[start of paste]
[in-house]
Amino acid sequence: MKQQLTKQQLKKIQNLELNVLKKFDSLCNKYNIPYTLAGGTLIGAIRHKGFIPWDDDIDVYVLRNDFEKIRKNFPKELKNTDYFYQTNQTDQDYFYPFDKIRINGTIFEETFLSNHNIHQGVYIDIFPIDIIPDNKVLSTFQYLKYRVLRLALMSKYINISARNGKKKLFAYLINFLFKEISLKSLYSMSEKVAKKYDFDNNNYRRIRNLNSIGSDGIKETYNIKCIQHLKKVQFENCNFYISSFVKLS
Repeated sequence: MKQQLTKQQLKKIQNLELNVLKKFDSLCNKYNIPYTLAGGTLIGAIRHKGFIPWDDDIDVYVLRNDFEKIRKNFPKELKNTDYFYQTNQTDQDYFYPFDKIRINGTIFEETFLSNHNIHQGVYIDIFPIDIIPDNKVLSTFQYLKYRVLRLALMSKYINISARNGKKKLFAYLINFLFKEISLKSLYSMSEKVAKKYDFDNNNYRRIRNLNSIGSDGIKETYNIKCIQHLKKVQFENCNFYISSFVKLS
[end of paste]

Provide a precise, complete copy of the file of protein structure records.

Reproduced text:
[in-house]
Amino acid sequence: MKQQLTKQQLKKIQNLELNVLKKFDSLCNKYNIPYTLAGGTLIGAIRHKGFIPWDDDIDVYVLRNDFEKIRKNFPKELKNTDYFYQTNQTDQDYFYPFDKIRINGTIFEETFLSNHNIHQGVYIDIFPIDIIPDNKVLSTFQYLKYRVLRLALMSKYINISARNGKKKLFAYLINFLFKEISLKSLYSMSEKVAKKYDFDNNNYRRIRNLNSIGSDGIKETYNIKCIQHLKKVQFENCNFYISSFVKLS
Repeated sequence: MKQQLTKQQLKKIQNLELNVLKKFDSLCNKYNIPYTLAGGTLIGAIRHKGFIPWDDDIDVYVLRNDFEKIRKNFPKELKNTDYFYQTNQTDQDYFYPFDKIRINGTIFEETFLSNHNIHQGVYIDIFPIDIIPDNKVLSTFQYLKYRVLRLALMSKYINISARNGKKKLFAYLINFLFKEISLKSLYSMSEKVAKKYDFDNNNYRRIRNLNSIGSDGIKETYNIKCIQHLKKVQFENCNFYISSFVKLS